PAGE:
I shared with Minister Birmingham the concerns they had and the requests they had. The requests were these: 'Please impress on the minister that we should preserve the system weighted averaging for a 12-month period. Please don't rush through the proposed SES model for a 12-month period. Please impress on the minister the need for a review independently undertaken.' We discussed a Professor Farish, who I understand had been the architect of the SES scheme and who had in fact said that he did not think it was working or going to work. This was following Mr David Gonski's original statement that he did not think it was going to work either. I will also come to Dr Peter Tannock. So that is what I sent to the minister.

As you know, Temporary Chair, I have never been a person to rush out into the media on issues. I have worked behind the scenes always. But I was so minded, as is obvious on the public record, and I did go out into the media. I did not initiate that. It was the subject of requests. I said to the minister privately—and I repeated it publicly—that if I could not achieve on behalf of the Catholic education system the requests they were making of me I could not give the government my support. My words were, 'Simon, please don't make me vote against the government in my last week in the Senate.' Those were the words I used and they were accurately reported.

So on Monday of this week a meeting took place at my request with the minister and a number of those people about whom I spoke a few minutes ago. It was between Mr Zahra, Mr Crafter, who I think is the chairman of the National Catholic Education Commission, Ms Cronin, Mr Elder, Minister Birmingham and me. We went through those issues again. Questions came up of disability funding et cetera. At that time the minister took on board what the request was and I said to him I would not be going out into the media because I had no interest in going out to the media—I just wanted to get across the line; I just wanted to get what the Catholic system had asked me to achieve. That was it. There were calls coming in and I could have appeared publicly on television and done all the stuff that some of the people around here love to do, but I do not like to do that and I have not.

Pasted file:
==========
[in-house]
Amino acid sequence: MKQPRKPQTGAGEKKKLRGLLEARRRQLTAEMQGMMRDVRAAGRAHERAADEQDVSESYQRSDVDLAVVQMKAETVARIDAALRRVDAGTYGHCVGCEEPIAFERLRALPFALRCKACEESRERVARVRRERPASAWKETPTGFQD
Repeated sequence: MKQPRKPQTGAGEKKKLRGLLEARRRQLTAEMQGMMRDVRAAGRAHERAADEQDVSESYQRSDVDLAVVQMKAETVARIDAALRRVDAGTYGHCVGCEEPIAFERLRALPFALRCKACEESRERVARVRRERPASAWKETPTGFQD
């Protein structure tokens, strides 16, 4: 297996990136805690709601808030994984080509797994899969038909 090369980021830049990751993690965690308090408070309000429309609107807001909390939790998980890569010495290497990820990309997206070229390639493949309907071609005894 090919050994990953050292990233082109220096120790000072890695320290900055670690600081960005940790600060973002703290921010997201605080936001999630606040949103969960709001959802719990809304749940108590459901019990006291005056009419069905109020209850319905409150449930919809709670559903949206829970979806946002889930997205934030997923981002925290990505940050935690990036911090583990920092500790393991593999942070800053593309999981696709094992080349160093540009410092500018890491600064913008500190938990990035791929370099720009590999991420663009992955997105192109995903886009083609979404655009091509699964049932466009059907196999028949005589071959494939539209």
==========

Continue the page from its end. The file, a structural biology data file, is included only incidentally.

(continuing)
Senator Jacinta Collins: Neither do I.

Senator Dastyari: I don't.

Senator BACK: Absolutely, Senator Collins—you have my respect. As for the gentleman behind you, we only ever see him. It has come to pass that the minister has been able to accommodate the requests I have made. Last evening, just in case it was not clear, I rose in this place and spoke and I specifically asked him: are you prepared to have the system weighted average retained for 12 months, will you have an independent inquiry, will you include students with disability in it, will you ensure that the outcome of that inquiry, its report and recommendations, are tabled in this place, and will you please tell me the mechanism that will be used to give effect to it. Today my office and I have had phone calls, we have had emails, we have had everyone—very concerned principals, parents and others. This morning I said my staff, 'Gather together my speech from last night and Minister Birmingham's speech in response.' I have shared that with the ones I have had time to speak to; the ones I have not had time to speak to I have sent a copy. Each and every person has either come back saying, 'Thank you, I now understand the scenario,' or they have not responded and I take that to be acceptance because they were so concerned.